/ Bear News

Coal, you're too expensive: Colorado's future is in renewables

Xcel Energy, Colorado's largest utility, has committed to shutting down two existing coal plants in favor of greener alternatives.

In its 2016 Colorado Energy Proposal, Xcel said that it wanted to replace the plants' output with about 700 MW of solar, 1 GW of wind and 700 MW of natural gas by 2023.

A major drawback of renewable energy sources is that their output is variable. Unlike coal production, the sun does not always shine, and the wind does not always blow.

In the past, adding storage to renewable energy projects added considerable cost and made them cost prohibitive, but that may soon change.

According to a recently released report from Carbon Tracker, Xcel's Colorado goal to get more renewable energy from new projects would be significantly cheaper than getting it from existing coal plants - including storage for energy captured for later use.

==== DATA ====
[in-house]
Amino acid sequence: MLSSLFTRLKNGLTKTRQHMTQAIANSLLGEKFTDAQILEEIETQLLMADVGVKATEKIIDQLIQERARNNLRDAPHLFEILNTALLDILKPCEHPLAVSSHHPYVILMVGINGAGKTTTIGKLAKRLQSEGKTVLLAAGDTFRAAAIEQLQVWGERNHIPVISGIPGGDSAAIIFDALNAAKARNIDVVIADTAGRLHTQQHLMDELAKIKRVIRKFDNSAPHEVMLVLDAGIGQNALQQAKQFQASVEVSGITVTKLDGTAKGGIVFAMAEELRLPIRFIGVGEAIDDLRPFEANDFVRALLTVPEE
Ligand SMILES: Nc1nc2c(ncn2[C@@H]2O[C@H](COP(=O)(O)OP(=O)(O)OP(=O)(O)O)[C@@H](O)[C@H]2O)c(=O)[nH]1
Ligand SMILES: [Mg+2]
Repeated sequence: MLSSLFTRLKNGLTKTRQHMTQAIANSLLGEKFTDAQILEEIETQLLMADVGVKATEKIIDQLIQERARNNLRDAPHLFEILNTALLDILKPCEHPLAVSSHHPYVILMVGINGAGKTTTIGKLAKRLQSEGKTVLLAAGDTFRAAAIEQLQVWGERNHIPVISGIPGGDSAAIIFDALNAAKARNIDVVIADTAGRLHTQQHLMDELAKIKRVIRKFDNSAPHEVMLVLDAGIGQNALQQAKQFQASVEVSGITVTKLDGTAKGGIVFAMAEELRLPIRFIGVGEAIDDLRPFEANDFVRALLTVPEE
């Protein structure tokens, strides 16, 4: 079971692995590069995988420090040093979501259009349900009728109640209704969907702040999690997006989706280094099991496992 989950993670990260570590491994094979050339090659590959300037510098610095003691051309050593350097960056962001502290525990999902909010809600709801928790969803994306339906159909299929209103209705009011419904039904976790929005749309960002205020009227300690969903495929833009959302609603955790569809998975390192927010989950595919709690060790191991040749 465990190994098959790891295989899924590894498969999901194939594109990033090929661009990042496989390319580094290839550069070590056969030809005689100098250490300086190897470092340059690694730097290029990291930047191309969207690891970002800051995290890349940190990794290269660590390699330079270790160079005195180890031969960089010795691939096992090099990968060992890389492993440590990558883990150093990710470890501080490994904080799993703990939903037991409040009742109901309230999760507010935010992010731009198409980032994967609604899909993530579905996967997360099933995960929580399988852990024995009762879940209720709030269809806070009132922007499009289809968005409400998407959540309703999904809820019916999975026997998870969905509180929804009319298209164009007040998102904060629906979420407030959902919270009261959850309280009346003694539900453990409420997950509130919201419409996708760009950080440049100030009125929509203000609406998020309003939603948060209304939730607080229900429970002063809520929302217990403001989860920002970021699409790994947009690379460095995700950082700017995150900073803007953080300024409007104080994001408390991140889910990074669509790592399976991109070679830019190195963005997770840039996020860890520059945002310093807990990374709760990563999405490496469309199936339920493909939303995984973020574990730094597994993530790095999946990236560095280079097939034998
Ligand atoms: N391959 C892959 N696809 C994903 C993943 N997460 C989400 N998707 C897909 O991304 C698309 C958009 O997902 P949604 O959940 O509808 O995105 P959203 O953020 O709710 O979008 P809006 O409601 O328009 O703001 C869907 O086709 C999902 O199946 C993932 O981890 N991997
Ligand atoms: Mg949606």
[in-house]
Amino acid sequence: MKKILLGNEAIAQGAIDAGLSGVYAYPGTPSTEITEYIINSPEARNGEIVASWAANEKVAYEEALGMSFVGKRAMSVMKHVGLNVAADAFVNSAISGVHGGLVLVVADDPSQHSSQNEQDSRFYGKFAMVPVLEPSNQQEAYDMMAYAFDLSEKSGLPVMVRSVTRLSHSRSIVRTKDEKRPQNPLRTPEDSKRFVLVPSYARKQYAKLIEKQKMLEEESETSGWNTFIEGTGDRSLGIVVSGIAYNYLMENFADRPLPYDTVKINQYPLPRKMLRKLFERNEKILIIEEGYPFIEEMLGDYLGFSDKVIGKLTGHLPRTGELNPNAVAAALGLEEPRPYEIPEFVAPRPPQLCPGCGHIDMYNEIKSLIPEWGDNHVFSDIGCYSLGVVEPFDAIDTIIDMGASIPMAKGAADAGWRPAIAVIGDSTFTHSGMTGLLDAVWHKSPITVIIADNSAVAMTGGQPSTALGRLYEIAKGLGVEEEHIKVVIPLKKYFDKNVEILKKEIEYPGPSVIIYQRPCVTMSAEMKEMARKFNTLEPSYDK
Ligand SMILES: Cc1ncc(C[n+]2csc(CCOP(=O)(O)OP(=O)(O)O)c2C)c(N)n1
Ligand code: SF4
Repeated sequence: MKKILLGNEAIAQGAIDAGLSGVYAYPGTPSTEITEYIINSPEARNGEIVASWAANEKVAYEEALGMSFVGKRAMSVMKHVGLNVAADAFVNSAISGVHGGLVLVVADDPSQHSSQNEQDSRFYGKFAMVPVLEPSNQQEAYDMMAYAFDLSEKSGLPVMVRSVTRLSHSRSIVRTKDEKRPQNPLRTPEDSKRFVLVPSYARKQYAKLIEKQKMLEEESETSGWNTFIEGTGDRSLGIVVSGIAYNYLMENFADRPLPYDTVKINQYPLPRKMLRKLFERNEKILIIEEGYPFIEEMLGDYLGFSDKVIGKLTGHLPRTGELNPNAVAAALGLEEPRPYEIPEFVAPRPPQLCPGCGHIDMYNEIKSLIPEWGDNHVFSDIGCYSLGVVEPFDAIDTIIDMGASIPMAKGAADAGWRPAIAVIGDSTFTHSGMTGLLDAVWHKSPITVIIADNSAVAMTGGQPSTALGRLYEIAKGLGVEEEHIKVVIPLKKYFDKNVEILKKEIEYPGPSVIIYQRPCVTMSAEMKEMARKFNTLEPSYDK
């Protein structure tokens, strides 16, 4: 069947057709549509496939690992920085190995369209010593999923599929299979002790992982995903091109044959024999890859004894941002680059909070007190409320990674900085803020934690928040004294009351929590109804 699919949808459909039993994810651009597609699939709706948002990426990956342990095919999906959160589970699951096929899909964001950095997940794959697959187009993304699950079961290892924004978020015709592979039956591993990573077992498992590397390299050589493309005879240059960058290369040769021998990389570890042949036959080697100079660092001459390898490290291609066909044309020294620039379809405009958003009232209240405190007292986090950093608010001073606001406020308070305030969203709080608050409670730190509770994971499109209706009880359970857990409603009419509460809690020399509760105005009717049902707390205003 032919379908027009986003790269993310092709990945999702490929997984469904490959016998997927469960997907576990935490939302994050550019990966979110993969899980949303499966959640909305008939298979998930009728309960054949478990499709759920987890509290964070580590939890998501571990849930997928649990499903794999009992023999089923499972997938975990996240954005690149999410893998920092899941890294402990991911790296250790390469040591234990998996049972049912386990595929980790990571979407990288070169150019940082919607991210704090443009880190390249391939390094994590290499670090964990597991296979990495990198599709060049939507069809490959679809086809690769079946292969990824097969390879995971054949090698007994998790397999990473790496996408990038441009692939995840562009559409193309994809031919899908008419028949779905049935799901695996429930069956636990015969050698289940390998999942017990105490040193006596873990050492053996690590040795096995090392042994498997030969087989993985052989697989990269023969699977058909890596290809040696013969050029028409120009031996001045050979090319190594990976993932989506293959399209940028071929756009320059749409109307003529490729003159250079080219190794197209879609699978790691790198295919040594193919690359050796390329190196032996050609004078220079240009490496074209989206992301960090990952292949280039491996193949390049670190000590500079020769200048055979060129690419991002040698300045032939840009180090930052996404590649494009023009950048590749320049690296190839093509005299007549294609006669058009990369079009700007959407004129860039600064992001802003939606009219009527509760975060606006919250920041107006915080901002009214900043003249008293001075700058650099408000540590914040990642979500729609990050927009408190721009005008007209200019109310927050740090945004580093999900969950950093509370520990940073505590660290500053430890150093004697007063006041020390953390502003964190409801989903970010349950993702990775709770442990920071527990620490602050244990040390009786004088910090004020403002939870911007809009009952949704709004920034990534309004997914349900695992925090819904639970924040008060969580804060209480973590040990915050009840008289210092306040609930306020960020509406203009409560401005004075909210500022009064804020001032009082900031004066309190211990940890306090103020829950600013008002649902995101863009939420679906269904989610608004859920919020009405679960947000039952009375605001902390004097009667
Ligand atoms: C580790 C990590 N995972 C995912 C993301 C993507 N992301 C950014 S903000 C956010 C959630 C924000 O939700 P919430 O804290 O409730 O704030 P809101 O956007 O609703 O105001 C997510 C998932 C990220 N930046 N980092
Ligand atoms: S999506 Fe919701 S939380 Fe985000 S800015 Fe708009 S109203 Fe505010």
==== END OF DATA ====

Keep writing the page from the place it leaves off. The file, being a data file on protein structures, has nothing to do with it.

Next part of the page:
The company received nearly six-times as many bids this year as they did in 2013 for developers willing to build the new energy sources, and 134 of the 350 bids for solar energy. The previously cheapest known price for solar and storage was $45/MWh, and some of the most recent bids Xcel received beat that cost by nearly $9.

Nationally, coal burn has decreased 2% year-over-year as utilities transition to cheaper gas and renewables. The falling price of storage shows just how uncompetitive coal really is.

Xcel serves nearly 3.3 million electric customers in the upper Midwest, Colorado and New Mexico.